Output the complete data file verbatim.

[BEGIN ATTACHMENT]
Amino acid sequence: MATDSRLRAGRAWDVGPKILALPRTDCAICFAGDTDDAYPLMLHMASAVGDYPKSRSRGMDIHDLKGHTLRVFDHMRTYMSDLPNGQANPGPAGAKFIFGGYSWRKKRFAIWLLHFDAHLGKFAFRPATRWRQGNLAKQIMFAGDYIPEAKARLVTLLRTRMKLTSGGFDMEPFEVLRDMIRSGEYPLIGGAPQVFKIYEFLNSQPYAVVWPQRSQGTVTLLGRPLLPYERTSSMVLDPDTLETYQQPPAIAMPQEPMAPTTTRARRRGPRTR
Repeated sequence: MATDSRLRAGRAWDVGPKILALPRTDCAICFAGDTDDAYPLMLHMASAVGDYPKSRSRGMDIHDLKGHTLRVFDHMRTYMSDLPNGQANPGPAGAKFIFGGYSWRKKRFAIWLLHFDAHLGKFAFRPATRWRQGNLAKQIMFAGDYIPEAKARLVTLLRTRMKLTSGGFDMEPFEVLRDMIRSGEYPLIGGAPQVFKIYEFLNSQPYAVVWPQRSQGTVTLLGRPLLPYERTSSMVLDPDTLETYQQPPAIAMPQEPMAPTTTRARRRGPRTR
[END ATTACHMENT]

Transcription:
Amino acid sequence: MATDSRLRAGRAWDVGPKILALPRTDCAICFAGDTDDAYPLMLHMASAVGDYPKSRSRGMDIHDLKGHTLRVFDHMRTYMSDLPNGQANPGPAGAKFIFGGYSWRKKRFAIWLLHFDAHLGKFAFRPATRWRQGNLAKQIMFAGDYIPEAKARLVTLLRTRMKLTSGGFDMEPFEVLRDMIRSGEYPLIGGAPQVFKIYEFLNSQPYAVVWPQRSQGTVTLLGRPLLPYERTSSMVLDPDTLETYQQPPAIAMPQEPMAPTTTRARRRGPRTR
Repeated sequence: MATDSRLRAGRAWDVGPKILALPRTDCAICFAGDTDDAYPLMLHMASAVGDYPKSRSRGMDIHDLKGHTLRVFDHMRTYMSDLPNGQANPGPAGAKFIFGGYSWRKKRFAIWLLHFDAHLGKFAFRPATRWRQGNLAKQIMFAGDYIPEAKARLVTLLRTRMKLTSGGFDMEPFEVLRDMIRSGEYPLIGGAPQVFKIYEFLNSQPYAVVWPQRSQGTVTLLGRPLLPYERTSSMVLDPDTLETYQQPPAIAMPQEPMAPTTTRARRRGPRTR